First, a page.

Drastic Change in Dressage Error Rule Center of Controversy at FEI General Assembly–Correction

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Color Carl' Hester's medal gold and Adelinde Cornelissen's silver if a proposed three per cent error of course deduction had been in effect at the 2011 European Championships' Grand Prix Special. © Ken Braddick/dressage-news.com
Color Carl’ Hester’s medal gold and Adelinde Cornelissen’s silver if a proposed three per cent error of course deduction had been in effect at the 2011 European Championships’ Grand Prix Special. © Ken Braddick/dressage-news.com

Nov. 9, 2015


A punishing increase in penalties for going off course in international competitions that could change Olympic and championship medals has sparked a controversy for the International Equestrian Federation (FEI) annual meeting that opens in San Juan, Puerto Rico Tuesday.

A deduction of three percentage points for the first error of course from the total score to elimination for a second error has been proposed by the FEI Dressage Committee to the 132-nation General Assembly that governs international horse sports.

The penalty would apply to all levels of international competitions–from children and ponies up to the Olympics, but is strongly opposed by the powerhouse dressage nations of Germany and the Netherlands, as well as riders and judges.

Other issues include proposals to:

–Require protective headgear for all riders up to the age of 22 (Young Riders) at horse inspections in addition to being mounted;

–Ban display of individual judges’ marks on scoreboards during a ride but restricting the mark to a running total, and to prevent individual marks of judges for each movement from being available on the Internet until the score is confirmed, and

–Several changes to equipment.

The change proposed by the six-member Dressage Committee in error penalties could have a dramatic impact compared with the current format of a deduction of two points from each judge for the first error, four points for a second error and elimination for a third error.

If the proposed rule had been in effect at the 2011 European Championships, according to calculations by dressage-news.com, Adelinde Cornelissen and Jerich Parzival would not have won gold in the Grand Prix Special, but instead would have gone to Carl Hester and Uthopia of Great Britain.

The score for the Dutch combination of 82.529 per cent was reduced to 82.113 per cent with the deduction of 14 points–two from each of the seven judges. However, if the three per cent rule was in effect, Adelinde and Parzival would have a total of 79.529 per cent. Instead of silver, Carl and Uthopia with 81.682 per cent would have received gold and Adelinde the silver.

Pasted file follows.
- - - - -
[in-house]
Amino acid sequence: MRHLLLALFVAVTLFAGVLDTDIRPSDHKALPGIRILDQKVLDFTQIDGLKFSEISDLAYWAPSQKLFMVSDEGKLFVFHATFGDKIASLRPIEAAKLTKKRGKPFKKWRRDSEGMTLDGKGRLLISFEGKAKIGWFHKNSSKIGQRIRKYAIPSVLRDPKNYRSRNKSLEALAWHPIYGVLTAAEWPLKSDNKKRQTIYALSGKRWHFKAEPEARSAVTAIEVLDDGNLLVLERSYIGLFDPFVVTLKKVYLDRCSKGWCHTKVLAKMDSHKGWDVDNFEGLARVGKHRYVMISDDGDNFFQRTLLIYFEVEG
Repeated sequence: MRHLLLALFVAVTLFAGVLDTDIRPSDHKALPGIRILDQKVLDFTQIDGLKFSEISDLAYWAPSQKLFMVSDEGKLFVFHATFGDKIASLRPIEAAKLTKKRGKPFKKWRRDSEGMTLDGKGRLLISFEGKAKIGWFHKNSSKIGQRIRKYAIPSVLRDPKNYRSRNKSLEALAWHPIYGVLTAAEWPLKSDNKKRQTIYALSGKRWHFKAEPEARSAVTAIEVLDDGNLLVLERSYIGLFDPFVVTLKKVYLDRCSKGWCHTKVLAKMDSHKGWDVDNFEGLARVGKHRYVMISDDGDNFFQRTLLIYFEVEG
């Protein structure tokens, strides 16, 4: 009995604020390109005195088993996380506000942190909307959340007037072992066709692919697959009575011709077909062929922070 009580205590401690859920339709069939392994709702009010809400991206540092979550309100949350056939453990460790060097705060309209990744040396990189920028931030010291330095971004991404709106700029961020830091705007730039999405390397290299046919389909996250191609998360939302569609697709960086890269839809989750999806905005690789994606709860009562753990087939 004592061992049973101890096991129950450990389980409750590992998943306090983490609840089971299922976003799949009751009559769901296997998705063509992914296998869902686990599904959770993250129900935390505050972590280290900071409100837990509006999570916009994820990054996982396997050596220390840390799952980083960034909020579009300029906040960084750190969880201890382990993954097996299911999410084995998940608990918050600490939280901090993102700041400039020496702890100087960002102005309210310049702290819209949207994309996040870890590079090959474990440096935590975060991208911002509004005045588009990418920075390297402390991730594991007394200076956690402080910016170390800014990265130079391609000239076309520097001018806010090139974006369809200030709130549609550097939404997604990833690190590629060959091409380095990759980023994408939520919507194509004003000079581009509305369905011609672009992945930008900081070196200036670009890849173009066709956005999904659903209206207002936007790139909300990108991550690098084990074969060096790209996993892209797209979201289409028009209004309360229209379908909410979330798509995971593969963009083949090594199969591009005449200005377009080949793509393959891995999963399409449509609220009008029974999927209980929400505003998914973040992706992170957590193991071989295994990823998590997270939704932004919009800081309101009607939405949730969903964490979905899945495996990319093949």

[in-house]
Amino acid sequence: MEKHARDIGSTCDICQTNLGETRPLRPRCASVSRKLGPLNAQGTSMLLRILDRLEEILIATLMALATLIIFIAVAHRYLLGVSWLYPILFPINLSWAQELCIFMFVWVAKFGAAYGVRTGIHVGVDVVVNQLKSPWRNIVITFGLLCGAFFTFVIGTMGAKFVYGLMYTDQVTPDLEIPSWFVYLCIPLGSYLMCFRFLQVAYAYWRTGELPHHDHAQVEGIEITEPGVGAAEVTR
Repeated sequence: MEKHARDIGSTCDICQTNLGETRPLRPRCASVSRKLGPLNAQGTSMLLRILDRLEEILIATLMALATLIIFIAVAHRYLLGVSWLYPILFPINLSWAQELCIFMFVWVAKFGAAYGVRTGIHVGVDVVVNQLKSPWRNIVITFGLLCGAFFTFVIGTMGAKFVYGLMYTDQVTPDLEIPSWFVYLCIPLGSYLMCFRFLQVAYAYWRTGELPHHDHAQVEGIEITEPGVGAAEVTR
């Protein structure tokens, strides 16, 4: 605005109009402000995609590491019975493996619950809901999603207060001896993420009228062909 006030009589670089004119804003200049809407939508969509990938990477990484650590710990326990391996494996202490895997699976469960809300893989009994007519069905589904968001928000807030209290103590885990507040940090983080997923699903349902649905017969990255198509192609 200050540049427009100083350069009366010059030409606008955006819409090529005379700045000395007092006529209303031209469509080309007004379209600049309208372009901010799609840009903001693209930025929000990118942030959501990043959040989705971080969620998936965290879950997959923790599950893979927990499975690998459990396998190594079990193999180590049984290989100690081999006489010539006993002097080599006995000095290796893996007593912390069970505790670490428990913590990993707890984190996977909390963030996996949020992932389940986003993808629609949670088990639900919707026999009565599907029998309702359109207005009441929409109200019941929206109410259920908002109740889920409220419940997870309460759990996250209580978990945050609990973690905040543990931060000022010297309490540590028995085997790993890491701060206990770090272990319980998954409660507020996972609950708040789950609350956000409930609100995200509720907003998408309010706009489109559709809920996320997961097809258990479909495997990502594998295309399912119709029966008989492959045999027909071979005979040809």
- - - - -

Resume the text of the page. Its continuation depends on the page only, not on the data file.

The 2013 European Championships’ Grand Prix Special was memorable for the top three combinations all committing one error of course–Charlotte Dujardin and Valegro taking gold, Helen Langehanenberg and Damon Hill silver and Adelinde and Parzival bronze.

However, the three per cent rule would have altered the outcome.

Gold and silver would still have been won by the British and German combinations, respectively, but Edward Gal on Glock’s Undercover who placed fourth with 79.479 per cent would have taken the bronze from his Dutch team mates whose result with the deduction would have been 78.964 per cent.

In addition to Germany and the Netherlands, other nations saying they will not support the draft change include Australia, Italy, Switzerland and the United States as well as judges through the International Dressage Officials Club. The International Dressage Riders Club and the International Dressage Trainers Club are in favor.

“The proposed change may indeed add drama to the sport,” the judges group said, “but we feel this is the wrong kind of drama as we could have horses eliminated for fairly trivial reasons: the nature of the sport is to demonstrate the rider’s ability and the quality of the training of the horse; it is not a test of the memory of the rider. Also, this is not in line with the general policy to avoid elimination whenever possible.

“Should a change to the rule be necessary, we feel that the proposed punishment is out of proportion. A rider that aims for a 80% score would need to book at least 15 9s just to compensate for one momentary slip of memory.”

Comments from others ranged from “harsh” to ” too strong” and could “cost dearly” in team competitions. The U.S. complained about the difficulties of parallel systems–national with the current penalties and international with the newer punishment.

Correction:  The International Dressage Riders Club board is in support of the change. An earlier version reported that the IDRC was opposed.